The Myth of Targeting Your “Problem Area”

measuring tape around a stomachMost people have areas of their body they wish they could change. There are hundreds of workouts that promise to tone your tummy, trim your waist or tighten your butt. It’s certainly possible to build muscle in these areas, but an article from CNN points out that you may not be able to change the underlying shape of your body, even with significant weight loss.

“People come in with unrealistic expectations from magazines and spot-reducing,” says Gary Foster, director of Temple University’s Center for Obesity Research and Education. “That doesn’t happen. When you start to lose fat, it’s proportionate throughout your body, whether it’s your neck, waist, ankle circumference. You’ll come out smaller but have the same body shape.”

In other words, a person who is pear-shaped will remain a pear, and a person who is apple-shape will remain an apple. “Basically, when we lose weight, we lose weight all over in exactly the proportion that’s distributed throughout our body,” says Susan Fried, director of the Boston Obesity and Nutrition Research Center at the Boston University School of Medicine. CT scans, dexa scans and MRIs reveal that as a person loses weight, fat is reduced evenly around the body.

However, the most dramatic difference is likely to show in the area that starts with the highest concentration of fat cells. Maggie Sorrells, who has lost 300 pounds, explains that even after her weight loss, she’s still proportionately heavier around her hips. “My hips were like 73 inches,” said Sorrells, but now her hips measure at 39 inches. “It’s crazy to think how much they’ve come down.” Foster says that the area where fat accumulates on a person’s body is determined by hormones and genetics.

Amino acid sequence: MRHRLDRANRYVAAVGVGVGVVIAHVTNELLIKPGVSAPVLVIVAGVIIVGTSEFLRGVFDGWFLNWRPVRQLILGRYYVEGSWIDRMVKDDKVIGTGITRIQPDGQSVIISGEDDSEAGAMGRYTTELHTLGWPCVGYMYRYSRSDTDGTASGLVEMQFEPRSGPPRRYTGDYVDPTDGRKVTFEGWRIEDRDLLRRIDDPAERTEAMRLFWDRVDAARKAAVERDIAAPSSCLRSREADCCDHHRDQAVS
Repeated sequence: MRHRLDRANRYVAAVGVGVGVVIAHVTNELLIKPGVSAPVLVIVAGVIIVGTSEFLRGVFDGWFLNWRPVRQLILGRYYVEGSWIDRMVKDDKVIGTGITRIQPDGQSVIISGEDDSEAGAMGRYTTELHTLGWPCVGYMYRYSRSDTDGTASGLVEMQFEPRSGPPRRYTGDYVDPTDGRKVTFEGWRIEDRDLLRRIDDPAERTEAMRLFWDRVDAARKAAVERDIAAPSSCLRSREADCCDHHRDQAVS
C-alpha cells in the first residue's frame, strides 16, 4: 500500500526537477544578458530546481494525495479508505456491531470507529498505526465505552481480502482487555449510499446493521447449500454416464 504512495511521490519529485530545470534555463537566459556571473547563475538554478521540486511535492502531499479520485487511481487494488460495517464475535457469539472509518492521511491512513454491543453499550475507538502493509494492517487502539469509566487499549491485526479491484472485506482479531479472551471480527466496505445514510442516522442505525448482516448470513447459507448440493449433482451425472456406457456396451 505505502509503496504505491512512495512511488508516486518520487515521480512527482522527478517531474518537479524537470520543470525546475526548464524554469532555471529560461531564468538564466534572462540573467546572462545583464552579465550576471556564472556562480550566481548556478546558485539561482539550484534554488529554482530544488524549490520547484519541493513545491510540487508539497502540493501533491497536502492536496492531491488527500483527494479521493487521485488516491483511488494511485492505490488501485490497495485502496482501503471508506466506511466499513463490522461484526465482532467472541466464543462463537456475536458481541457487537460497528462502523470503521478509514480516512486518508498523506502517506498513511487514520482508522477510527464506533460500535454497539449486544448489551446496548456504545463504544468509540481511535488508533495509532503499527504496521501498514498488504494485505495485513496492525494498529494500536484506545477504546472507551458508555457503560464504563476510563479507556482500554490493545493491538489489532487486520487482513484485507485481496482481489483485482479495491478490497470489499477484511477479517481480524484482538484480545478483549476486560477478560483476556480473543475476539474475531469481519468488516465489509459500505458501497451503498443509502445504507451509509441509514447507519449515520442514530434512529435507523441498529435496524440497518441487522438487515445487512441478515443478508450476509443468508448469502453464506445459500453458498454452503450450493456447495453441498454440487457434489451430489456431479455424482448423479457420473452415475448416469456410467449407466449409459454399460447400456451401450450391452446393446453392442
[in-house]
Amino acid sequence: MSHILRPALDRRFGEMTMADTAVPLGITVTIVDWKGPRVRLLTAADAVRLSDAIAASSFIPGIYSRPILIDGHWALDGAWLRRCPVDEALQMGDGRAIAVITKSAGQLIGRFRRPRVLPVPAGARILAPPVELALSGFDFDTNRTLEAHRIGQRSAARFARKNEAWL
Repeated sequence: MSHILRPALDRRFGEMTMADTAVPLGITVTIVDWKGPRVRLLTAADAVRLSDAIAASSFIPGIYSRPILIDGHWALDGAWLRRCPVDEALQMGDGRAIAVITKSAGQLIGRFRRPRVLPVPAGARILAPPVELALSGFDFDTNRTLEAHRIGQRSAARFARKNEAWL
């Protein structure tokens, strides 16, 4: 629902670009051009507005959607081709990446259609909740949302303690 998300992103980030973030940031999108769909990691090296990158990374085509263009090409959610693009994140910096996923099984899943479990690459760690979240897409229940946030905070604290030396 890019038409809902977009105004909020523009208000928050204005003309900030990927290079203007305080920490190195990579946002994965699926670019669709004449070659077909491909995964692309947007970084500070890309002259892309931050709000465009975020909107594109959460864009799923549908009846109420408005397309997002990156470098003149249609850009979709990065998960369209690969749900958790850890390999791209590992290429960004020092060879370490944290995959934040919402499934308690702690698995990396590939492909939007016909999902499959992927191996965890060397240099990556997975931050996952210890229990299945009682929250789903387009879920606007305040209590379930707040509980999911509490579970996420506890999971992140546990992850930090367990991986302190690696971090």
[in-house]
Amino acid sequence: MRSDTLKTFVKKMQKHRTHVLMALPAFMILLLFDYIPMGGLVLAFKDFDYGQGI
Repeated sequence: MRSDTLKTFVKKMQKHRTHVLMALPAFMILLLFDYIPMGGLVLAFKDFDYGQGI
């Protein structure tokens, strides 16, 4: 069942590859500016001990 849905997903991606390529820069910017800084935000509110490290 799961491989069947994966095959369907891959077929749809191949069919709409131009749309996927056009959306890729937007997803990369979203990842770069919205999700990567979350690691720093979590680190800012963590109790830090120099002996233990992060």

Furthermore, the number of fat cells in the body can increase through overeating, but the total number will not decrease with weight loss. “If anyone of us overeats long and hard enough, we can increase the number of fat cells in our body,” Fried explains. “When we lose weight, we don’t lose the number of fat cells.” The only way to reduce the number of fat cells in the body is through procedures like liposuction, which is not recommended for the obese.

So, where does the fat go when we lose weight? These fat cells shrink, but they are still able to expand. On average, humans carry about 10 billion to 30 billion fat cells, but those who are obese can have up to 100 billion fat cells.

Although fat concentrated around the body is considered more damaging to your health than fat in the hips or butt, the important thing to remember is that maintaining a healthy weight is more important than achieving the ideal body shape. Some of us may always be curvy in the hips and some of us may always have a pooching tummy, but our diet and exercise efforts should be aimed towards reaching and maintaining a healthy weight.

Also Read:

Extra Belly Fat Linked to Early Death

What Your Apple or Pear Body Shape Means for Your Health

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